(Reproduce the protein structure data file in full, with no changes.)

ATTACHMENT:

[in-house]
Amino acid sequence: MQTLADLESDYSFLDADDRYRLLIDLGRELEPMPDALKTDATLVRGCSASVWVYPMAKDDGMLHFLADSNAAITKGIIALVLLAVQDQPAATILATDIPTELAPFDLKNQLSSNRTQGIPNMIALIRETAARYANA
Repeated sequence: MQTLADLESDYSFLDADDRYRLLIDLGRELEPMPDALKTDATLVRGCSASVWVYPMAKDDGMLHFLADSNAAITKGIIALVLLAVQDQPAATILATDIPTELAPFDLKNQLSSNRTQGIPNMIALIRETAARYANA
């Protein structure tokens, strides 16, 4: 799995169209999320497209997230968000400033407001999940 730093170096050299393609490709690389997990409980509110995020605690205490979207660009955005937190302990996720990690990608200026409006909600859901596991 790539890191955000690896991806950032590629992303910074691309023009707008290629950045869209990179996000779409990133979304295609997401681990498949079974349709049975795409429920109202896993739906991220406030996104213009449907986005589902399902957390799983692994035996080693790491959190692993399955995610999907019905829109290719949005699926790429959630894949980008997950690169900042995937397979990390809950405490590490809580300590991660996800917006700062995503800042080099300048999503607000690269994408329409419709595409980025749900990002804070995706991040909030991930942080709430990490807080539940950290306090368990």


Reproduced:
[in-house]
Amino acid sequence: MQTLADLESDYSFLDADDRYRLLIDLGRELEPMPDALKTDATLVRGCSASVWVYPMAKDDGMLHFLADSNAAITKGIIALVLLAVQDQPAATILATDIPTELAPFDLKNQLSSNRTQGIPNMIALIRETAARYANA
Repeated sequence: MQTLADLESDYSFLDADDRYRLLIDLGRELEPMPDALKTDATLVRGCSASVWVYPMAKDDGMLHFLADSNAAITKGIIALVLLAVQDQPAATILATDIPTELAPFDLKNQLSSNRTQGIPNMIALIRETAARYANA
């Protein structure tokens, strides 16, 4: 799995169209999320497209997230968000400033407001999940 730093170096050299393609490709690389997990409980509110995020605690205490979207660009955005937190302990996720990690990608200026409006909600859901596991 790539890191955000690896991806950032590629992303910074691309023009707008290629950045869209990179996000779409990133979304295609997401681990498949079974349709049975795409429920109202896993739906991220406030996104213009449907986005589902399902957390799983692994035996080693790491959190692993399955995610999907019905829109290719949005699926790429959630894949980008997950690169900042995937397979990390809950405490590490809580300590991660996800917006700062995503800042080099300048999503607000690269994408329409419709595409980025749900990002804070995706991040909030991930942080709430990490807080539940950290306090368990």